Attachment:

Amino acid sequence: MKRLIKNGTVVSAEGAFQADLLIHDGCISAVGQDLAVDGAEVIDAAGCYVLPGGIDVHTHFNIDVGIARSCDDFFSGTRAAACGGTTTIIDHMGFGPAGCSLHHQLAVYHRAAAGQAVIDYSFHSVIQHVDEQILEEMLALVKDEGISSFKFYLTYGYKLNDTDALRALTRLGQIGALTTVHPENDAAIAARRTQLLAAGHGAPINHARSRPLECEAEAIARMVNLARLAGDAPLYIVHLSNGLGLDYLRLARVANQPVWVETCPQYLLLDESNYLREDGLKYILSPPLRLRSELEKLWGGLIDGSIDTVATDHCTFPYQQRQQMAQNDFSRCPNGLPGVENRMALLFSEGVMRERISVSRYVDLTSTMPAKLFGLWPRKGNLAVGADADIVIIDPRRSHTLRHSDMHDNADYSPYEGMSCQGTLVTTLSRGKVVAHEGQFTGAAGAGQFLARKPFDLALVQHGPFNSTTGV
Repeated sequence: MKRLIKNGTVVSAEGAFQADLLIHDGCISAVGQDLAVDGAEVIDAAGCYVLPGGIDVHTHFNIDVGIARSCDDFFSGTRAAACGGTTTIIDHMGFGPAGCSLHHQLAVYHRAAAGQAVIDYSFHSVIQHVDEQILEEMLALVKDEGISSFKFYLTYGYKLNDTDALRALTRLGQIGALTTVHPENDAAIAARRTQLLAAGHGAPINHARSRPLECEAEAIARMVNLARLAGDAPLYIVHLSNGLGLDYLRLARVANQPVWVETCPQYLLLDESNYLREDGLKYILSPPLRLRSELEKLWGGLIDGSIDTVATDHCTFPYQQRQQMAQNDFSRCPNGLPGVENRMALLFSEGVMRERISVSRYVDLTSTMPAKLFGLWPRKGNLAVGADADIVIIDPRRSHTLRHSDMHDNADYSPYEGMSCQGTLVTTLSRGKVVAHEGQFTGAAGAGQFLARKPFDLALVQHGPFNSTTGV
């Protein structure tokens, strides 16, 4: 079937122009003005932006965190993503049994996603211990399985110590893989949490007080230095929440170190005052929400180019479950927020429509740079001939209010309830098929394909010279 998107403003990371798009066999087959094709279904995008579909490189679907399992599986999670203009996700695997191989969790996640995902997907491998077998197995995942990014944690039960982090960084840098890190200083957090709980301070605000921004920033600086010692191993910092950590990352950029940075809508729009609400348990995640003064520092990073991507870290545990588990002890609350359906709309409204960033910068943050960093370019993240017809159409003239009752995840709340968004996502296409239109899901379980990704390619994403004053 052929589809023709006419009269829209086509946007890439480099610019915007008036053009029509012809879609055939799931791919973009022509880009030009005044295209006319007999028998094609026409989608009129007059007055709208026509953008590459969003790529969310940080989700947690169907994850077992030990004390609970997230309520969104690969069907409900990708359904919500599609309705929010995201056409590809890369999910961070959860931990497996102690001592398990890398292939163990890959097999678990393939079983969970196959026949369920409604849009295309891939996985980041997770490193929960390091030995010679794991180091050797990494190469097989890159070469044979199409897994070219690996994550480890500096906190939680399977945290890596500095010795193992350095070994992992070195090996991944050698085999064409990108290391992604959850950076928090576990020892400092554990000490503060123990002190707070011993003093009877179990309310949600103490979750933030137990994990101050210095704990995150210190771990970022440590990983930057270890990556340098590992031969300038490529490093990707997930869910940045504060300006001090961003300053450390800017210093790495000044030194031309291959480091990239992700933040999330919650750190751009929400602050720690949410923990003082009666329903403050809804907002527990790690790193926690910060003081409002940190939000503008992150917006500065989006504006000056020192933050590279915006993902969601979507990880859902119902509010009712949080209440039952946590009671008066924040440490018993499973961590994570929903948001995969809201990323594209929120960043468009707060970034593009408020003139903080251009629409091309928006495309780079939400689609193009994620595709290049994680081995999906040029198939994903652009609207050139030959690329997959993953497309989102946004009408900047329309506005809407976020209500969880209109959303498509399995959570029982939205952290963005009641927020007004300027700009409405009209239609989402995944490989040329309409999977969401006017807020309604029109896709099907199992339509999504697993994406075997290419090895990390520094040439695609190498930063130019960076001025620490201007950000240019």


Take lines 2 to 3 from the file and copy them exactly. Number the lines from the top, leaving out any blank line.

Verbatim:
Repeated sequence: MKRLIKNGTVVSAEGAFQADLLIHDGCISAVGQDLAVDGAEVIDAAGCYVLPGGIDVHTHFNIDVGIARSCDDFFSGTRAAACGGTTTIIDHMGFGPAGCSLHHQLAVYHRAAAGQAVIDYSFHSVIQHVDEQILEEMLALVKDEGISSFKFYLTYGYKLNDTDALRALTRLGQIGALTTVHPENDAAIAARRTQLLAAGHGAPINHARSRPLECEAEAIARMVNLARLAGDAPLYIVHLSNGLGLDYLRLARVANQPVWVETCPQYLLLDESNYLREDGLKYILSPPLRLRSELEKLWGGLIDGSIDTVATDHCTFPYQQRQQMAQNDFSRCPNGLPGVENRMALLFSEGVMRERISVSRYVDLTSTMPAKLFGLWPRKGNLAVGADADIVIIDPRRSHTLRHSDMHDNADYSPYEGMSCQGTLVTTLSRGKVVAHEGQFTGAAGAGQFLARKPFDLALVQHGPFNSTTGV
């Protein structure tokens, strides 16, 4: 079937122009003005932006965190993503049994996603211990399985110590893989949490007080230095929440170190005052929400180019479950927020429509740079001939209010309830098929394909010279 998107403003990371798009066999087959094709279904995008579909490189679907399992599986999670203009996700695997191989969790996640995902997907491998077998197995995942990014944690039960982090960084840098890190200083957090709980301070605000921004920033600086010692191993910092950590990352950029940075809508729009609400348990995640003064520092990073991507870290545990588990002890609350359906709309409204960033910068943050960093370019993240017809159409003239009752995840709340968004996502296409239109899901379980990704390619994403004053 052929589809023709006419009269829209086509946007890439480099610019915007008036053009029509012809879609055939799931791919973009022509880009030009005044295209006319007999028998094609026409989608009129007059007055709208026509953008590459969003790529969310940080989700947690169907994850077992030990004390609970997230309520969104690969069907409900990708359904919500599609309705929010995201056409590809890369999910961070959860931990497996102690001592398990890398292939163990890959097999678990393939079983969970196959026949369920409604849009295309891939996985980041997770490193929960390091030995010679794991180091050797990494190469097989890159070469044979199409897994070219690996994550480890500096906190939680399977945290890596500095010795193992350095070994992992070195090996991944050698085999064409990108290391992604959850950076928090576990020892400092554990000490503060123990002190707070011993003093009877179990309310949600103490979750933030137990994990101050210095704990995150210190771990970022440590990983930057270890990556340098590992031969300038490529490093990707997930869910940045504060300006001090961003300053450390800017210093790495000044030194031309291959480091990239992700933040999330919650750190751009929400602050720690949410923990003082009666329903403050809804907002527990790690790193926690910060003081409002940190939000503008992150917006500065989006504006000056020192933050590279915006993902969601979507990880859902119902509010009712949080209440039952946590009671008066924040440490018993499973961590994570929903948001995969809201990323594209929120960043468009707060970034593009408020003139903080251009629409091309928006495309780079939400689609193009994620595709290049994680081995999906040029198939994903652009609207050139030959690329997959993953497309989102946004009408900047329309506005809407976020209500969880209109959303498509399995959570029982939205952290963005009641927020007004300027700009409405009209239609989402995944490989040329309409999977969401006017807020309604029109896709099907199992339509999504697993994406075997290419090895990390520094040439695609190498930063130019960076001025620490201007950000240019």